Pleasant Valley Farm

  (Tionesta, Pennsylvania)
Real Family Farming in Tionesta, PA
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Farm to Table 2013

Once again, I took the farm on the road to Pittsburgh's Farm to Table conference.  This year's event was last weekend.  As in past years, not only did I have a table in the exhibit hall, but I was one of the featured presenters as well.  

Our table was loaded with good stuff!

 

The theme this year was "do it yourself" so I spoke on home canning.  I called it "Home Canning 101"  and put it together for folks who may have been interested in the idea of canning, but really didn't understand the process.  It's hard to believe, but not too many years ago, that was where I was at.  I didn't grow up with any relatives who put up their own food, so the process was a mystery to me.  It's intimidating when you aren't familiar with the process, and haven't seen it done, and it's easy to make discouraging mistakes.  As I shared in my talk, my husband & mother-in-law encouraged me to learn, but my first time was full of mistakes.  Betty was in Florida and told me I was free to borrow her equipment, but I didn't exactly know what I was looking for.  After the jars were processed in the boiling water, I had a devil of a time getting them out of the canner, and burnt my fingers a bit.  It was enough to really discourage me.  When Dan came home from work and I told him all about it, he asked why I didn't grab the jar lifters, too!   Having someone explain the basics and show me the necessary tools would have been a great help, so that's what I aimed to do in my presentation.  I was amazed at the attendance, for a Friday morning when lots of folks are working or at school, the room was quite full!  I really hope I took some of the scariness out of the process and that some of the attendees will try it for themselves this summer!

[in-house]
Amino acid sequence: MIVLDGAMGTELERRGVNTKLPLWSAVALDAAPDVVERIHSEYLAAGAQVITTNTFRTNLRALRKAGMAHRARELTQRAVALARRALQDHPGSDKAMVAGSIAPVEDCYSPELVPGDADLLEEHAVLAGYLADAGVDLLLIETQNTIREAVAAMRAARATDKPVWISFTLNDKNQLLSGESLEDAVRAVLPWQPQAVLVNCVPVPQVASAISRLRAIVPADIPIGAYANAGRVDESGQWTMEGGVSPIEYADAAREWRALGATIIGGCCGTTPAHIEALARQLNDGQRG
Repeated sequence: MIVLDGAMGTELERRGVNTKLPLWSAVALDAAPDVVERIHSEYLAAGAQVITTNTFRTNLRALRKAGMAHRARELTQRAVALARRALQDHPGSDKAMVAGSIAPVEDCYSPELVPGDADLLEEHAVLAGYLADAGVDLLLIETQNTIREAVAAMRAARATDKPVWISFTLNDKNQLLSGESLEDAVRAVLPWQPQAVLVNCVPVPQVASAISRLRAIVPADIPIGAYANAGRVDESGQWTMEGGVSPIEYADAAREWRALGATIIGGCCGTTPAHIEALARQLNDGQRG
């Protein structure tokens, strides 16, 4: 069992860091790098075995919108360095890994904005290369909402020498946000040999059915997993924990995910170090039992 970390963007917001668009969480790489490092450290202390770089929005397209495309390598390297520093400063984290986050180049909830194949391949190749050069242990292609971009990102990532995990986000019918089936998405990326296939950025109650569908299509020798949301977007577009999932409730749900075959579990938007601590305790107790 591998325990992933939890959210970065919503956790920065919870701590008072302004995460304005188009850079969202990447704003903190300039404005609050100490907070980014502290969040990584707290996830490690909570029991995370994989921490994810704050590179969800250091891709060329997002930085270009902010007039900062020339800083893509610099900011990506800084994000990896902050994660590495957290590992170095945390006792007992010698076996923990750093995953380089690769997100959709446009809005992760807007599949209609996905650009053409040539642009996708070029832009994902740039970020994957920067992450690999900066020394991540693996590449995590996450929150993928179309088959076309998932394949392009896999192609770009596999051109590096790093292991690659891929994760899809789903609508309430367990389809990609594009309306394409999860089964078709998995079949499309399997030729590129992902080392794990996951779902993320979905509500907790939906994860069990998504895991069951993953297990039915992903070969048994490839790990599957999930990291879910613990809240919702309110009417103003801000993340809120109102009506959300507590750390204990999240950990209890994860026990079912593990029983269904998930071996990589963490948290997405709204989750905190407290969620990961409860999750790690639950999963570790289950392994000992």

As in past years, I had my vehicle fill to the brim with yummy stuff to sell.  I'm pretty sure I'm known to plenty of repeat attendees as the "Carrot Cake Jam Lady", so I had lots of that on hand, plus other jams, mustards, pickles and other goodies.  I had some new things this year, too.  I had lots of Happy Mug coffee with me, and made the whole area around the table smell amazing, since it was roasted only 2 days before the conference began!  I also brought plenty of handmade jewelry, which was well received.  People really seemed to like the items that had glass pendants I made using stained glass scraps and old seed catalogs!   ( I like to call them the "Wear Your Veggies" collection)  I also brought a vase full of peacock feathers, since they are so eye-catching.  But I had no idea they would be a big hit, or I would have brought more!  I think just about every child that came on Saturday left with one, at least until I sold out!  

Again, the conference seemed bigger than the year before.  It's truly wonderful to see more & more people really motivated to eat better, and eat local.  As Liz Kanche (one of the organizers) said to me before my presentation "Who knew, a couple years ago, that local food would be sexy?"  and I do think we're getting there.  It's a trend that gets bigger and more popular all the time.  Wouldn't it be wonderful if we could get to the point where it wasn't just a trend, or a movement, but simply the way things are done?

 Some thanks are in order: to Liz & Erin for another great event: to everyone who attended my presentation- I hope you give canning a shot!: to everyone who stopped by our table in the exhibit hall- we appreciate your business and hope you'll come see us this summer; and finally to my mom, Robin Shea, for manning the table with me both days.  I couldn't have done it without you!